Article submitted and written by Anne Foy
The rush of scaling a mountain and witnessing the breathtaking landscape beneath your feet as you reach your victory, of gazing at roaring campfires beneath a sky of stars, of plunging into the refreshing waters of a tranquil river after a long day of hiking and cycling – the joys and challenges of the great outdoors are simply unparalleled. Getting out into the open and escaping the pressures of modern life is something which everyone aspires to do, enjoying the rare chance of reconnecting with nature and experiencing the elements firsthand. For some of us, these moments are just a few steps away, while for others, finding that coveted outdoor time can be difficult, especially for starters. But preparing for your first outdoor excursion is easier than you think. Continue reading
This tramp offers a real challenge, great views, great variety of scenery and two huts. It also involves some river tramping, which means wet feet are guaranteed. A good level of fitness is required to maximise your enjoyment.
I’d been scheming at ways to visit this hut for some time, but just could not find the time to do so. The farm’s taken up a lot of time and effort this year (2013), which meant nowhere near as much tramping as what I’m used to. The only decent one this year was taking my bro-in-law, Ronald, on the Milford track in February – amazing, and a must-do rite of passage for every Kiwi (and visiting) tramper. So worthwhile, but that’s another story! Continue reading
Before coming to New Zealand my stamping grounds, in tramping/hiking terms, were the mountains behind Cape Town – that’s where I cut my hiking teeth, and spent many happy hours trudging the myriad of tracks which criss-cross most of them in the company of family and friends.
The first hike I ever did was as a teenager with the YMCA Adventure Club, up Echo Valley to the Amphitheatre, where we camped a night, and spent the next morning exploring some of the many caves which dot the Silvermine Mountains between Muizenberg and Fish Hoek. To be honest, I hated it, and didn’t do any more hikes until I reached my 20’s, but once the bug bit, it bit hard! I’ve done this hike many times since, and it’s almost a must-do every time I return to Cape Town for a family visit. Continue reading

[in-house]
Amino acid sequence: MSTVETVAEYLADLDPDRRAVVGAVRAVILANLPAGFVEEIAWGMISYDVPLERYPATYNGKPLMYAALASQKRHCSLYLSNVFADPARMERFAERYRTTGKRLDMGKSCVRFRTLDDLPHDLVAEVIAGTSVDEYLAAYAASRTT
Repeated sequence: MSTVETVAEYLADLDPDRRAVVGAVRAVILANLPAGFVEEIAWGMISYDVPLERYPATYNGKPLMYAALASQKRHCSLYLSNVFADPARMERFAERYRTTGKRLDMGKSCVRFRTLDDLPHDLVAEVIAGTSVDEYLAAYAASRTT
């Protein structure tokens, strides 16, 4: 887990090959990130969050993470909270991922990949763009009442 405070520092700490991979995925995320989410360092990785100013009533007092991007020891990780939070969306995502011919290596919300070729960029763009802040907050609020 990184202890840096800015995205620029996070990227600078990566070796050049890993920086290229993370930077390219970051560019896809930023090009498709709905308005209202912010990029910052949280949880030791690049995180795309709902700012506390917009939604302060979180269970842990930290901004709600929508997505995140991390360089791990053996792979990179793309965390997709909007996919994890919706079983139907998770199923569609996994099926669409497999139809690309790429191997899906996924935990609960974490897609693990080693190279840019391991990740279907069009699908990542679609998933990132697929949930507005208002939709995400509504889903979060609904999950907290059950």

The hike to Ellis hut is an easy but reasonably long one at about 5 hours return, but does offer a few variations and possibilities to make it more interesting. It is also the oldest hut in the Ruahine ranges, with a notorious history, and that alone makes a visit worthwhile!
To get to the start, turn west off SH50 into Wakarara Road, towards the mountains. It is a good, sealed road, which eventually becomes a good, but narrow, gravel road where it enters Parks Peak Station. Keep going (about 20km from SH50) until you get to a farm gate. Go through, and leave the gate as you found it. From here it might be rutted and pot-holed, so take care. About 500m further you’ll get to another gate – do as for the first gate, and follow the road-now-turned-into-farm-track through a third gate until you get to the car park at an information panel on the bank of the Makaroro River. This area used to be the site of Yeoman’s Mill, and there are some remnants and relics remaining, including an old, rusty boiler and a few chimney remains dotted over the paddocks. Continue reading
If you’re passing through Central Hawke’s Bay on your way north or south, or visiting friends or family, there are three lovely short walks/tramps in the area that are well worth doing. They are all fairly close together, and will occupy no more than a morning or afternoon, including a stop for coffee along the way. An average or moderately fit person should have no trouble doing all of them in one go.